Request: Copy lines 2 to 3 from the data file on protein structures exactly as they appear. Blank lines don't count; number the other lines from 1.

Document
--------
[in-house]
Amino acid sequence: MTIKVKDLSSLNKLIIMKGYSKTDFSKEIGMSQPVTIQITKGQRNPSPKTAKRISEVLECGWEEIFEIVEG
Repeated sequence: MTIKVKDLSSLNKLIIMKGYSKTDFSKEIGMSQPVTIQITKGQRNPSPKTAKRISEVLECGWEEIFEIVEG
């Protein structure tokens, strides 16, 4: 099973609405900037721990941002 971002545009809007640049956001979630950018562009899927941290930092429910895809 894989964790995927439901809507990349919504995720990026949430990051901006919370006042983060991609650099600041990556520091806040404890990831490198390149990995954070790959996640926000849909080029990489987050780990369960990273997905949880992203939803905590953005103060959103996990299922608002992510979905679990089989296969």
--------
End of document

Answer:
Amino acid sequence: MTIKVKDLSSLNKLIIMKGYSKTDFSKEIGMSQPVTIQITKGQRNPSPKTAKRISEVLECGWEEIFEIVEG
Repeated sequence: MTIKVKDLSSLNKLIIMKGYSKTDFSKEIGMSQPVTIQITKGQRNPSPKTAKRISEVLECGWEEIFEIVEG